What is interventional radiology (IR)?
IR is a form of image-guided surgery using radiological imaging (X-ray, ultrasound, CT) to guide small-caliber equipment into parts of the body to precisely diagnose and directly target therapy. Many procedures start with passing a needle through the skin to the target and can be called ‘pinhole’ surgery.
Interventional radiologists are doctors who are trained in both diagnostic image interpretation and interventional therapy, utilizing a unique combination of skills in order to manipulate needles, fine catheter tubes and wires to navigate around the body under imaging control.
What can be treated with the use of interventional radiology?
IR can be used to diagnose and treat a wide array of diseases and clinical conditions throughout the body. This includes treatment of both vascular and non-vascular conditions. Examples of conditions treated include:
- Kidney stones
- Spine fractures
- Tumors (benign and malignant)
- Uterine fibroids
- Varicose veins
In addition, interventional radiologists often are called upon by other doctors for help with patients who present challenging or emergent conditions, such as acute bleeding, aneurysms or vascular clotting.
What do patients typically experience in a procedure?
A priority for IR procedures is the patient’s comfort and safety. The procedure encompasses not only the procedure but the pre- and post-operative care. When the patient is brought to the interventional suite, a nurse, technologist and the doctor work in conjunction to ensure the patient is informed and relaxed.
The degree of anesthesia varies with the type and length of the procedure, but most often encompasses local anesthesia and moderate conscious sedation with occasional use of general anesthesia.
Once positioned on the table, the sites of access are cleaned with an aseptic solution and the patient is relaxed and appropriately sedated. The procedure is then performed with high quality and effectiveness in mind. Procedures can range from a few minutes to a few hours, depending on the anatomy, diagnosis and technical factors involved.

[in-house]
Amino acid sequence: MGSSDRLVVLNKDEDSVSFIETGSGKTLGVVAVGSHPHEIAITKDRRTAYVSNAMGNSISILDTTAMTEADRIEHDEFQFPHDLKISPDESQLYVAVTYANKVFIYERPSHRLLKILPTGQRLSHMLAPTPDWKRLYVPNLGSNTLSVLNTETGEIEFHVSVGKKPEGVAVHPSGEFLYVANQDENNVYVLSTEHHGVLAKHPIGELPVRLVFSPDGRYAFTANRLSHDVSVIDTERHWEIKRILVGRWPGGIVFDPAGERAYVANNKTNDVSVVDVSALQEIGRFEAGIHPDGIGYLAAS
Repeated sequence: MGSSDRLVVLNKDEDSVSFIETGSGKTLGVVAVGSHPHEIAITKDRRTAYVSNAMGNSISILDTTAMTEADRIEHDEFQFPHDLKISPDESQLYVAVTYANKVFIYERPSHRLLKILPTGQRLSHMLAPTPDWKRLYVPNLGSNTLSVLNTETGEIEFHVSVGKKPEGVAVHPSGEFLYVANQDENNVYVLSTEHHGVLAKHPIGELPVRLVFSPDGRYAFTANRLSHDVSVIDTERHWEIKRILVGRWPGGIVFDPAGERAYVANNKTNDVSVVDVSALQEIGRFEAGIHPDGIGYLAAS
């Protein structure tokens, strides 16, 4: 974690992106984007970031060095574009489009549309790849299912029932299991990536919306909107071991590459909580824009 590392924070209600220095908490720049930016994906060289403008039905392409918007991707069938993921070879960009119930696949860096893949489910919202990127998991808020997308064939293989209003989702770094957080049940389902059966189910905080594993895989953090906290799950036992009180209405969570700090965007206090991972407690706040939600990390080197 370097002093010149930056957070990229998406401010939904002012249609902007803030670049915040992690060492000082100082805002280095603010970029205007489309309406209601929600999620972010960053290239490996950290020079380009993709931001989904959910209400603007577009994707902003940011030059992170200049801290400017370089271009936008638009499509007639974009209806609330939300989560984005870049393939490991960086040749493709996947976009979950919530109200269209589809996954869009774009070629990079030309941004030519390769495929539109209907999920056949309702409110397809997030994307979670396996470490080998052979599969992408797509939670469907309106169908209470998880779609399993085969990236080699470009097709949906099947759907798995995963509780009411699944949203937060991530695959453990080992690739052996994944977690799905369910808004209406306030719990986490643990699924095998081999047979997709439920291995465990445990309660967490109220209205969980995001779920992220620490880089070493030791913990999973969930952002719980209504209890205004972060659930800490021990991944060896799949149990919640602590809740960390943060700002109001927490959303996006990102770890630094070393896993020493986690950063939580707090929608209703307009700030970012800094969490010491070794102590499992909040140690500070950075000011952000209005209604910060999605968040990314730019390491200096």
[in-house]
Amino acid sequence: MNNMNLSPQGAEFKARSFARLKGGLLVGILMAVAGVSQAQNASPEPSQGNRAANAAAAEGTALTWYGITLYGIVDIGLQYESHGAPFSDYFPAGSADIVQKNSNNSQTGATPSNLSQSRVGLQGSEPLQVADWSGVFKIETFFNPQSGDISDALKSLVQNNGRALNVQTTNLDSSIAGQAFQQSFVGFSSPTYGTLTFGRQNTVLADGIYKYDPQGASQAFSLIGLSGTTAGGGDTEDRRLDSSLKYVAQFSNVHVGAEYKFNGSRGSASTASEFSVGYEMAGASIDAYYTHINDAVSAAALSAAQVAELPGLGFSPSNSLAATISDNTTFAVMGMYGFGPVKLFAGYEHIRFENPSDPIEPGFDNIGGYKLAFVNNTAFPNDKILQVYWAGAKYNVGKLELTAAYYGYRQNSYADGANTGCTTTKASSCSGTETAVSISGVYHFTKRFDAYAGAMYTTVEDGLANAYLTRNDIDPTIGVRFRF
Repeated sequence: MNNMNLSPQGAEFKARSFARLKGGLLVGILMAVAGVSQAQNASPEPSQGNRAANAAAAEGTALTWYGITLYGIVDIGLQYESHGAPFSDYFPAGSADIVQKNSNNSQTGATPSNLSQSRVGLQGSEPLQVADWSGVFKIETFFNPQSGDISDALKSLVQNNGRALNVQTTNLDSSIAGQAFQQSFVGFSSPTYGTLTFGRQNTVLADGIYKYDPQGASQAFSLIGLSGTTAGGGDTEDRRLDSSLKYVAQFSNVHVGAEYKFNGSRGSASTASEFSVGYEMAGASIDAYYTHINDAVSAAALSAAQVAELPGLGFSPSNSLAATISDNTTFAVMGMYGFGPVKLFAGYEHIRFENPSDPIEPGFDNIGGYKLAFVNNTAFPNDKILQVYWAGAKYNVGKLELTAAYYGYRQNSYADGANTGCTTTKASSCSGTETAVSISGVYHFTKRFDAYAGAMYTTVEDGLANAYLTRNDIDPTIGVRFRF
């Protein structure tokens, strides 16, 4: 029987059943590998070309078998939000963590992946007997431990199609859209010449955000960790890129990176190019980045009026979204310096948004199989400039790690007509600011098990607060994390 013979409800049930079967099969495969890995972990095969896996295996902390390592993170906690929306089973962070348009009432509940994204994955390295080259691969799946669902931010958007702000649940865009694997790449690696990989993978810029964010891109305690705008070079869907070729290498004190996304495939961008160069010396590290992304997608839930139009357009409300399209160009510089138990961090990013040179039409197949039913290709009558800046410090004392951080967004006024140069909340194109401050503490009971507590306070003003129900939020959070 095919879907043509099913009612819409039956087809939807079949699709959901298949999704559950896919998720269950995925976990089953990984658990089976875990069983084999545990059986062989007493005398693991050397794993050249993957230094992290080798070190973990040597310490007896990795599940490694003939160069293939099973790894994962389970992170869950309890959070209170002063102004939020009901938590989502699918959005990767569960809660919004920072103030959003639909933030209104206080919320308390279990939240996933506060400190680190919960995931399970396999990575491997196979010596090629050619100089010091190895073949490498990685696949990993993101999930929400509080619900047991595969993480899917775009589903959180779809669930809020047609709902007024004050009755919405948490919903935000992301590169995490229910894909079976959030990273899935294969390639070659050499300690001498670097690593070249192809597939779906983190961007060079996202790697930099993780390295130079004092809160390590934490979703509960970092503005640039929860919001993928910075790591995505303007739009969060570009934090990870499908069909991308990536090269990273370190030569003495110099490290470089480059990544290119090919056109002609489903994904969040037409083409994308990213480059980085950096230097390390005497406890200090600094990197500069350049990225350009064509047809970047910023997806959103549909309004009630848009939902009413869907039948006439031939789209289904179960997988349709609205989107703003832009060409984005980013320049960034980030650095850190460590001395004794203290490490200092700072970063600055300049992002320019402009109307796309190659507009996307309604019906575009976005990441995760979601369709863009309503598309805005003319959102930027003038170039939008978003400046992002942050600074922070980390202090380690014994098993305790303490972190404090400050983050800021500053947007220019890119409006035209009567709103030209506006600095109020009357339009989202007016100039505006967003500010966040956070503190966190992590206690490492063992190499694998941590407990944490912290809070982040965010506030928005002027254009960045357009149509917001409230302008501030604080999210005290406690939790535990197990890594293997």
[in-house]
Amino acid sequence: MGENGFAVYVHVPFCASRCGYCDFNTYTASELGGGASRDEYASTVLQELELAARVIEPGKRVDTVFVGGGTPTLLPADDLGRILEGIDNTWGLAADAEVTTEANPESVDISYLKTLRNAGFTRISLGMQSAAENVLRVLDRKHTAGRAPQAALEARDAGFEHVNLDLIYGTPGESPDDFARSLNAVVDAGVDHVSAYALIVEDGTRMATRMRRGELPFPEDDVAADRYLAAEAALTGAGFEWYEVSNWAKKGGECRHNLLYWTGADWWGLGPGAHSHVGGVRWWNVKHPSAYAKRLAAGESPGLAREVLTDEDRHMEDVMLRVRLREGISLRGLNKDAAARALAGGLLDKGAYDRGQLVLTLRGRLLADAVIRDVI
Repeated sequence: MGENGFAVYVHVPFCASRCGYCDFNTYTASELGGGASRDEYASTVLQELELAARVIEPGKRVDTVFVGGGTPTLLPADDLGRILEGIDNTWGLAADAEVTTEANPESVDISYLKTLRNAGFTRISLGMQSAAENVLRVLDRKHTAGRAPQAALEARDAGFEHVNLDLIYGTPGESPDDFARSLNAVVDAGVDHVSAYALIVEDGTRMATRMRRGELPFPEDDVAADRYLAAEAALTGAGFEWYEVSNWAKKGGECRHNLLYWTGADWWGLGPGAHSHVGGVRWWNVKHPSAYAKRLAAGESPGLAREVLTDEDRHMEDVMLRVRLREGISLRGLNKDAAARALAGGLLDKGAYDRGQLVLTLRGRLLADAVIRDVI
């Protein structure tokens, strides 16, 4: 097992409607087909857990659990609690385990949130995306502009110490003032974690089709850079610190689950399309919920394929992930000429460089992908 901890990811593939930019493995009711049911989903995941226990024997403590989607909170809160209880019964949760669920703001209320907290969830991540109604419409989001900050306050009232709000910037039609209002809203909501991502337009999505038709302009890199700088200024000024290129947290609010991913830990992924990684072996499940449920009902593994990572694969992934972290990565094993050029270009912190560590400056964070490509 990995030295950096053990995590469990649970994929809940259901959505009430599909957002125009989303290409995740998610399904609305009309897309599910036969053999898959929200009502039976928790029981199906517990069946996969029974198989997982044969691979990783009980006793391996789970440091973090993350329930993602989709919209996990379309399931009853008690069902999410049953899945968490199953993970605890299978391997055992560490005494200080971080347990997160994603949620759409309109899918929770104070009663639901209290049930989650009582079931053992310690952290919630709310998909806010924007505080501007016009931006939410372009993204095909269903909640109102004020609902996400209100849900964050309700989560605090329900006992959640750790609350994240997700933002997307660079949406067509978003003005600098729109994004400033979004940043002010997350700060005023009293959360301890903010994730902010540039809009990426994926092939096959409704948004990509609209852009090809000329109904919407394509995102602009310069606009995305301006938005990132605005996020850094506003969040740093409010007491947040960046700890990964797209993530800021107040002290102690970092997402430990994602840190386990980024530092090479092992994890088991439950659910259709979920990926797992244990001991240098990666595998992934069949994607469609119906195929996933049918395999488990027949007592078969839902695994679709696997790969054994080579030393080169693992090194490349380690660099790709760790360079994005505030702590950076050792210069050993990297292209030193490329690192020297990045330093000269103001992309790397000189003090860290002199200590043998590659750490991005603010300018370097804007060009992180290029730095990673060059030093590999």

The interventional radiologist uses every effort to use the lowest amount of X-ray radiation necessary. Contrast dye fluid may be injected into the access catheter in order to better visualize the organs or structures being studied, depending on the type of procedure.
What are the benefits of interventional radiology?
IR procedures can be performed minimally invasively and without large surgical incisions. The procedures can be performed safely and accurately with faster recovery time utilizing local anesthesia and lower degrees of sedation. There are decreased risks, lower morbidities and shorter recovery times utilizing these interventional techniques, ultimately leading to high patient satisfaction, low costs and high quality outcomes.
What are the risks of interventional radiology?
Similar to all surgical procedures, the risks may include bleeding or infection. However, this is considered to be a low risk. Other risks may include renal insufficiency (kidney failure) from the IV contrast dye -(low likelihood) or incomplete therapy, depending on the technical difficulty involved.
What is an average recovery time from a procedure?
The post-operative care required will depend on the type and extent of the procedure performed. A majority of the procedures will likely require a recovery period in the range of two to four hours. If there is pain or discomfort present, appropriate therapies are offered and administered in order to control symptoms.
A majority of interventional radiology procedures are well tolerated with minimal post-operative symptoms. Detailed instructions related to post-discharge care are tailored to the procedure performed. Depending on the level of procedure, some patients can expect to feel back to normal the next day, or may require a few days for full recovery.
Sean Zivin, M.D., is a board-certified diagnostic and interventional radiologist with Northwest Radiology Associates, S.C.
Read more about interventional radiology at Northwest Community Hospital or call 847-618-3700 to schedule an appointment.